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Post Office Box 3
Ghent, West Virginia 25843


After 2 weeks’ arduous searching, assisted at times by D. D. Parsons, a salesman from nearby Charleston, he had his site he thought.
Now he needed a team. He selected 13, and called them his strategy committee. But one of the men he chose, a farmer named
Mel Sawyer who knew the area like the back of his hand, told George, "I know where there’s a better site than this. I’ll show you."

It looked promising. Entrance to the new site was gained via an abandoned railroad bed, but this soon gave way to dense undergrowth. George and members of the strategy committee had to chop their way through with machetes, axes, and other tools. Then George invited R. F. Baker, State Road Commission soils engineer, Col. John P. West, a retired Army engineer, and Floyd Rothlisberger, State Soil Conservation head, to give their opinions. All agreed it was a desirable site, its advantages outweighing its disadvantages. Thus on June1 1 months after finding his first site, George had a second and final one.

Now it was time to raise the money to acquire the land and face up to hundreds of other problems. George gave it to the members of the strategy committee straight. The area would have to be surveyed, test drillings made, a hearing had to be arranged with the State Public Service Commission for authorization to build a dam, and specifications and plans had to be drawn. How was the money for all this to be raised?

Talk came thick and fast, but finally it was decided that an association would be formed and each of its members would contribute $1000. For this, each would receive a piece of property fronting the water when the lake was finished. A $25 deposit would be collected to help pay preliminary expenses, and when construction actually got under way the balance would be called for in $250 installments. Should the venture fail in its preliminary stages, the original deposit would not be returned. It was estimated that 300 members would be needed to make the lake project a success, an appraisal that proved to be not too far off. There are now 288 association members.

While the members busied themselves selling the plan to others, George set about acquiring the property options he needed.

The sit area, in the minds of many was practically worthless, but as soon as word of the project got around prices began to rise. George traveled far and wide, even to other states, to get in touch with owners of land in the area.

There was the time one of his options on one acre of mountain land was to expire at midnight on a cold, blustery February day. George and C. D. Parsons set out over rough, unimproved roads through snow 10 inches deep to see the owner. He was out. They waited, making themselves as comfortable as they could in the small kitchen of the 2 – room shack. When at last the farmer arrived, George gave him a personal check for $500 to hold the property, knowing the association would eventually repay him.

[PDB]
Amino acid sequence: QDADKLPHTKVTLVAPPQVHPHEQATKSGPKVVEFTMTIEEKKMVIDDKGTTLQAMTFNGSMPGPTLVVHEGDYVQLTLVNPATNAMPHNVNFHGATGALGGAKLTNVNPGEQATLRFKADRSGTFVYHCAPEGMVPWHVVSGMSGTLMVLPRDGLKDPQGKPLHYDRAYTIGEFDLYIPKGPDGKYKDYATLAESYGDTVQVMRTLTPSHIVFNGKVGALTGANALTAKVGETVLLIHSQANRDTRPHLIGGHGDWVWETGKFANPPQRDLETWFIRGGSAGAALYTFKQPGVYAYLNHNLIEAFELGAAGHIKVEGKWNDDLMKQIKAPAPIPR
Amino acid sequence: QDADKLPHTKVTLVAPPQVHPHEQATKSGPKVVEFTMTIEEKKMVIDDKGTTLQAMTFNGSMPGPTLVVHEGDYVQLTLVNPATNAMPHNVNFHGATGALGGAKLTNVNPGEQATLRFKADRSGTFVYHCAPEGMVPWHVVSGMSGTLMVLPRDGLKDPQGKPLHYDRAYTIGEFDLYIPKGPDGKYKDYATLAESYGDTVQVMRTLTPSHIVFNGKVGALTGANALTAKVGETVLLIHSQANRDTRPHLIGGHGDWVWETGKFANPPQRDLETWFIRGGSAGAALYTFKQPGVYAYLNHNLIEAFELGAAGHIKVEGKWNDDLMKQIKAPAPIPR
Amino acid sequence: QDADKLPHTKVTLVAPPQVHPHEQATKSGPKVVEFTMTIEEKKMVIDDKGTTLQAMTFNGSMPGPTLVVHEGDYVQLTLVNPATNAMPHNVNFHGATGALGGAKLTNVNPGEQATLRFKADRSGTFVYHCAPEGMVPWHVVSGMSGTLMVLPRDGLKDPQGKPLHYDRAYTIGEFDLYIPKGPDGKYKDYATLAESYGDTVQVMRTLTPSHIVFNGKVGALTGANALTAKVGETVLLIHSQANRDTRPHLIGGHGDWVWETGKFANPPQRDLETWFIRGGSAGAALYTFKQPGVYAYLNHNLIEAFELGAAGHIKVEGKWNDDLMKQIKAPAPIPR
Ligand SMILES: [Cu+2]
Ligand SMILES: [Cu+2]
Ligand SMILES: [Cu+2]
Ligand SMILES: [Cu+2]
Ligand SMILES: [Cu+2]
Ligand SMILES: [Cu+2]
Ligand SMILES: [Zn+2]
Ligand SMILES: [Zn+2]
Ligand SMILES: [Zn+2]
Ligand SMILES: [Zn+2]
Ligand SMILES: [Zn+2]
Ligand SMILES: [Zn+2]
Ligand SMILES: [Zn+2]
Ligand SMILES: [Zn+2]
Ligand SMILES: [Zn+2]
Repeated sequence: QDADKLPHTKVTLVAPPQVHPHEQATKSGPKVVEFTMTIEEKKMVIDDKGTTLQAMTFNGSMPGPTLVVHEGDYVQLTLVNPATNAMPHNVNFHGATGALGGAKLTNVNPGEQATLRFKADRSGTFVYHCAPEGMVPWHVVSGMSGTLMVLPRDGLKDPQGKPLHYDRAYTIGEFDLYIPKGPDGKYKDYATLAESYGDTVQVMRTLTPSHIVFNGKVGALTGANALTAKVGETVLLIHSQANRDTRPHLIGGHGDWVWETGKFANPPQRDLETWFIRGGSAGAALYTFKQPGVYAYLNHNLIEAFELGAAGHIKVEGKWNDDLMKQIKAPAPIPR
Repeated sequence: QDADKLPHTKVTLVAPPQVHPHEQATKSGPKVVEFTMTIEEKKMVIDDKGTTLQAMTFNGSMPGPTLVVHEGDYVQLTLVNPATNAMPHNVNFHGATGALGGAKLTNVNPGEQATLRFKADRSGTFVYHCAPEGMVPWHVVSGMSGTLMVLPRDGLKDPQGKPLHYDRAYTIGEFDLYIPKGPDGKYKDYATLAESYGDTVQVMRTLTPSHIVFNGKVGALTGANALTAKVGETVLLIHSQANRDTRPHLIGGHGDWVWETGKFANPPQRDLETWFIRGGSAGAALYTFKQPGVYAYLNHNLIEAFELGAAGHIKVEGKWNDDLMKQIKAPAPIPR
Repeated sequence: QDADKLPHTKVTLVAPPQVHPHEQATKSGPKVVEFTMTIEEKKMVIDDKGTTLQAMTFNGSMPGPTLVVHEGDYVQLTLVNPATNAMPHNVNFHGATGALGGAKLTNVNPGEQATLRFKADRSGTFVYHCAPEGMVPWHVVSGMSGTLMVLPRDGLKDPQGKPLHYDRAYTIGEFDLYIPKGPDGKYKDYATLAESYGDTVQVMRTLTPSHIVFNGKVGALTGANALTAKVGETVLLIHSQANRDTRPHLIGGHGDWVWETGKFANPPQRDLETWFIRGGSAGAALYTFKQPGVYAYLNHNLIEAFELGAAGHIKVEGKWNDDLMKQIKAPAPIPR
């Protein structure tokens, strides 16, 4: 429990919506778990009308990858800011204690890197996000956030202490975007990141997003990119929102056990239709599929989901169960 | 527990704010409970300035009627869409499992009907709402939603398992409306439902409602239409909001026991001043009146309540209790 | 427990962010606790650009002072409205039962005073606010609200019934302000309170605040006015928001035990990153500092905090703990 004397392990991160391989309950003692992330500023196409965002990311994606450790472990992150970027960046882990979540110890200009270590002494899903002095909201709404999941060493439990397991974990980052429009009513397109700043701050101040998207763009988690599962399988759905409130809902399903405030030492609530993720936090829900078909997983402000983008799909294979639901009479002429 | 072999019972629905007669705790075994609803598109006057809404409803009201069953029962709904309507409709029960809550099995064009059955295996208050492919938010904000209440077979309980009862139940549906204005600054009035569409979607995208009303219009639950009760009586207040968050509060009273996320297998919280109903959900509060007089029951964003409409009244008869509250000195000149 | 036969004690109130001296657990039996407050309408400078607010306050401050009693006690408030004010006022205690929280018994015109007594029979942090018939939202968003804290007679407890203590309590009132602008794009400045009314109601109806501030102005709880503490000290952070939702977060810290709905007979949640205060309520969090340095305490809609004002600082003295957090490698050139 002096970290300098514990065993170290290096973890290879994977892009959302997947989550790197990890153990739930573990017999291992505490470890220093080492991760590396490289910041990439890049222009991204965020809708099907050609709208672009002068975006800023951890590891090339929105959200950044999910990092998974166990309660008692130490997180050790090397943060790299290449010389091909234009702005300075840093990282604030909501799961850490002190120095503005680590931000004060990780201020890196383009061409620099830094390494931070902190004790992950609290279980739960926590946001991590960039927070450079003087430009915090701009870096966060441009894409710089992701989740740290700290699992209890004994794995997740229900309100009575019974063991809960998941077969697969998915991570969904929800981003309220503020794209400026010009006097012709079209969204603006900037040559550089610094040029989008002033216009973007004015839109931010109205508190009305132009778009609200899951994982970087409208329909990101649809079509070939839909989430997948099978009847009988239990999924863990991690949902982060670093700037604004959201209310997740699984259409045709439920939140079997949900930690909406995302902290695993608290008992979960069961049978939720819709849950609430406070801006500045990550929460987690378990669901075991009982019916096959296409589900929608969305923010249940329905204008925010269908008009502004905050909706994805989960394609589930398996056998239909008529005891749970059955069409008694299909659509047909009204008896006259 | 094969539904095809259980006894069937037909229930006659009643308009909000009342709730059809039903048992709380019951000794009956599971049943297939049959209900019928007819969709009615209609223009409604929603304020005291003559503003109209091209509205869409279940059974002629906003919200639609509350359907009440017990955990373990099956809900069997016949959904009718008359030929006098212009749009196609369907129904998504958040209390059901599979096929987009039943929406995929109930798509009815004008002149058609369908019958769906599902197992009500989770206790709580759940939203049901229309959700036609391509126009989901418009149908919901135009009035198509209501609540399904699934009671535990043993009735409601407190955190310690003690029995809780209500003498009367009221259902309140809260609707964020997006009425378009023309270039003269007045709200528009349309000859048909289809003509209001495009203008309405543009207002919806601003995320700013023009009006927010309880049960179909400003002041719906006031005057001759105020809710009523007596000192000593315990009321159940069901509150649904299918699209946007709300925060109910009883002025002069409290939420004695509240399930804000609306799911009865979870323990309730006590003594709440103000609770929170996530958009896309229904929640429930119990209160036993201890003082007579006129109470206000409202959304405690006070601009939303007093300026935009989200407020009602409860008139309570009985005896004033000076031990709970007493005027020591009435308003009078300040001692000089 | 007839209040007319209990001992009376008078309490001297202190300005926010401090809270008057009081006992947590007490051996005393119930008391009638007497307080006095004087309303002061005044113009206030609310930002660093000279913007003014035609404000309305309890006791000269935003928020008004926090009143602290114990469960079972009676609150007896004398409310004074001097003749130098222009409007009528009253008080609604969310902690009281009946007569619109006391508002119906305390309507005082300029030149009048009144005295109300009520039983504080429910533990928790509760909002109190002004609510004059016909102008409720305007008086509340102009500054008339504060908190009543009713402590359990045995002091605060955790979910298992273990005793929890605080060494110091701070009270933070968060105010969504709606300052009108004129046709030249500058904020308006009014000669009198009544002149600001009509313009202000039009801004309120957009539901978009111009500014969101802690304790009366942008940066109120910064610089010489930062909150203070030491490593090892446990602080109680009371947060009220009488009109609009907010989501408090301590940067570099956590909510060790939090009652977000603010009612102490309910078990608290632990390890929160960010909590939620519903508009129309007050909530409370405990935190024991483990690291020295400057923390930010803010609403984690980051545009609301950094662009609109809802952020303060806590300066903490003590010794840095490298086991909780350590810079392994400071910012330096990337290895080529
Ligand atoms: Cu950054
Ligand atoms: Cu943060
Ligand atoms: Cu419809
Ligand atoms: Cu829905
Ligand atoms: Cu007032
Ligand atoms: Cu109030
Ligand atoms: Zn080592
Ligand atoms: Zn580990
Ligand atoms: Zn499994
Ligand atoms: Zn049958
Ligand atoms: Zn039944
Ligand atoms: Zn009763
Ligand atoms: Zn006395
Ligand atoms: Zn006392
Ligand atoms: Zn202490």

The drive for association memberships began in January, 1950, and with in two months 115 had signed up. With this big boost, steps were taken to make test drillings for construction of the dam, which was expected to cost about $150,000.

The Hoffman Drilling Company, with branch offices in Beckley, was hired. Six borings were made, and after the drill had passed through 15 feet of muck, there was solid slate, and then bedrock.

George Chambers, Raleigh County Clerk Harry Anderson, lumberman Sam Thompson, and coalman A. G. Wilcox, all from the Beckley area, traveled through Virginia, Tennessee, North Carolina, Florida, and even into Cube, taking pictures of dams and lake sites, and gathering data. When they got home they turned it all over to Phil Wilson, a civil engineer, and Leo Vecellio, a contractor, to draw up plans and specifications for the dam.

It was first decide to build a gravity, earth-filled dam, but then it was thought best to put an 18-inch, concrete core inside the dam for strength, rigidity, and safety, through this would raise the estimated cost. The finished product would be 425 feet long, 240 feet across the base, and 45 feet high.

In April, the strategy committee began to think about requesting authorization for the dam from the State Public Service Commission, so the Flat Top Lake Association was formally organized with George Chambers as president. Other original officers were: J. G. Anderson, first vice president; A. G. Wilcox, second vice president; Harry Anderson, secretary-treasurer; Carl Jarrell, assistant secretary-treasurer. Board of directors: A. J. Lilly, P. H. Wilson, Fletcher Mann, Floyd Sayer, T. R. Carney, Leo Vecellio, , C. D. Parsons, Leslie Gates, J. G. Lilly, and E. S. Pugh Jr.

A hearing was set by the P.S.C. for June 23, and now it was learned, that the Beckley Water Company would appear before the commission in opposition to the dam.

At the hearing, the water company’s representatives said their main concern was that the damming of Glade Creek might jeopardize their reservoir’s level and the water supply of the area. The lake supporters replied that there’d be enough water going over their dam’s spillway to keep the reservoir at proper level. Its big question answered, the company withdrew its opposition.

Now came a ticklish moment in the hearing. Wilson, the association’s civil engineer, was asked by C. E. Nethkin, commission chairman, about the finances of the association.

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